Exposure is the premise of almost all things that desire change in life. Want to lose weight? Gradually exposure yourself to lower calories. Want to overcome PTSD from a car crash? Gradually exposure yourself to short, slow car rides.. Want to grow bigger biceps? Gradually expose yourself to heavier weights. Rehab is the same. Gradually expose the athlete to necessary stimuli to safely achieve a goal.


I define a Plan as a course of action intended to amplify desirable adaptations or dampen undesirable adaptations.

Plans are exactly how I control what I can control and manage the rest. I often use the phrases “amplify desirables” and “dampen undesirables.” Every day rehab is context dependent based on the desired outcomes for the day or for that phase. I want to amplify, or repeat, the interventions that are producing my desirable adaptations that achieve a goal. I want to dampen, or reduce, the interventions that are producing undesirable adaptations towards that goal.

In the context of pain, I want to repeat the exercises that reduce or minimize pain and reduce the exercises that provoke pain. For ankle swelling, I want to repeat the modalities that are decreasing swelling and reduce the amount of activity that is increasing swelling. In the context of jumping performance, I want to repeat the exercises that improve eccentric rate of force development (eRFD) and reduce the exercises that are decreasing eRFD.

Plans must be flexible based on context.

Processes must be consistent but adaptable.

Principles must be concrete to establish a belief system.


The next component of Pillars in Sports Rehab is ABCDE. The most frequent issue I struggle with in rehab and hear of colleagues struggling with in rehab is Accountability. I have (2) degrees, have worked in multiple professional sports, and read dozens of books. So have many of my colleagues too. The X’s & O’s of rehab I have a good grasp on. So do my colleagues.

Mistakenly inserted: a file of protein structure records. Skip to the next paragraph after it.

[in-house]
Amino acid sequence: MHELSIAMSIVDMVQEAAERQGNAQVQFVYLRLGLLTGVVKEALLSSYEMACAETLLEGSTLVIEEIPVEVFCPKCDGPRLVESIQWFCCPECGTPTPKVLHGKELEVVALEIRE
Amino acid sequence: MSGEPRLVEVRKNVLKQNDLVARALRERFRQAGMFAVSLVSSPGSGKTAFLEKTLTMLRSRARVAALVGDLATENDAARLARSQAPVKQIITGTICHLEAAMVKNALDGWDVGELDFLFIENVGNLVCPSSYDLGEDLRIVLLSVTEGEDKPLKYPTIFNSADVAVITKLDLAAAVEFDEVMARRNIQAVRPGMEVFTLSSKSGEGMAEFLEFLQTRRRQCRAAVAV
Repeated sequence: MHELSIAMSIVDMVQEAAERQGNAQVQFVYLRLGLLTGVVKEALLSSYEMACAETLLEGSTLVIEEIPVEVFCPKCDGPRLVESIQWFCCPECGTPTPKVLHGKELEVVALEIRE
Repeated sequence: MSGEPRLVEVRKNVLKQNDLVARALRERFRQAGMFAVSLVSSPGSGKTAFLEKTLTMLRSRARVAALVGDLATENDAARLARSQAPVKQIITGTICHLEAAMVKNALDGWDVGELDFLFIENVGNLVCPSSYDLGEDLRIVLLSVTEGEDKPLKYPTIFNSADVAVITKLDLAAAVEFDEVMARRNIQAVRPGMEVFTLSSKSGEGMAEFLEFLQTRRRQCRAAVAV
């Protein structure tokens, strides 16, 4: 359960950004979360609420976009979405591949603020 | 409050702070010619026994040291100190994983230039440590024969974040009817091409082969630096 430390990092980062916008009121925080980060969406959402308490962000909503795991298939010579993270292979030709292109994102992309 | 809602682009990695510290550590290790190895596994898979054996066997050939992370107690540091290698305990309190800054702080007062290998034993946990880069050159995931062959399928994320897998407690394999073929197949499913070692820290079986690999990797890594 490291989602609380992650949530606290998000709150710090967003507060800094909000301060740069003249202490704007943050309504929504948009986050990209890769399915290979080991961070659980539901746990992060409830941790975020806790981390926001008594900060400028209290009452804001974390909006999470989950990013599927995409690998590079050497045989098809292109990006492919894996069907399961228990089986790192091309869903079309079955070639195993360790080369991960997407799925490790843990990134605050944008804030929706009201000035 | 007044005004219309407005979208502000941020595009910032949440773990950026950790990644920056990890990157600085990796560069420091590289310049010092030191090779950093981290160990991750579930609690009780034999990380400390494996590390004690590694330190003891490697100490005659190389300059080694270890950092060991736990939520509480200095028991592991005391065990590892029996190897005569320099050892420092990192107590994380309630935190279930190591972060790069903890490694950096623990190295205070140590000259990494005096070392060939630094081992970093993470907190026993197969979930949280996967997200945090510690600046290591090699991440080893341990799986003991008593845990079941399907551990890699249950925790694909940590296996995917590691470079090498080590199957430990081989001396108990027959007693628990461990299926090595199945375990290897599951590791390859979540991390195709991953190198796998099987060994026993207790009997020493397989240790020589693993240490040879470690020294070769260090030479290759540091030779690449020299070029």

We can have the best rehab plan laid out, but if we cannot establish Accountability with our athletes, with our organization, and with our colleagues – then our rehab will fail. The ABCDE is my model for how to create Accountability within the sports rehab modelThe model goes as follows:

            Accountability: showing up for what you set out to do.

            Boundaries: establishing order and minimizing setbacks.

            Communication: outline how and when team members can help.

            Deadlines: showcase the journey of rehab.

            Expectations: manage emotions and timelines.

the Bank

The final component in the Pillars of Sports Rehab is The Bank.

An injury happens. The athlete wants to be better yesterday. Many people on the medical and performance staff want to help and be in the trenches. Coaches want to know when they can be back on the court.

This story plays out frequently for me during a rehab case. The mental model I have created to manage the different departments is called The Bank.

Everyone understands money. Everyone understands a budget. We can’t buy everything all the time. In rehab, we can’t attack every athletic quality every day. We must budget our time, and our resources, to focus on the most important goal for that phase.

Adam Loiacono


Related Content

How Hormones and Exercise Impact Motor Learning: A Comprehensive Guide

January 4, 2024

NBA Feature: Sports Technology and Rehab

January 3, 2024

Complete Guide to Ankle Sprains: Recovery Tips and Return to Play

January 3, 2024

Leave a Reply

Your email address will not be published. Required fields are marked *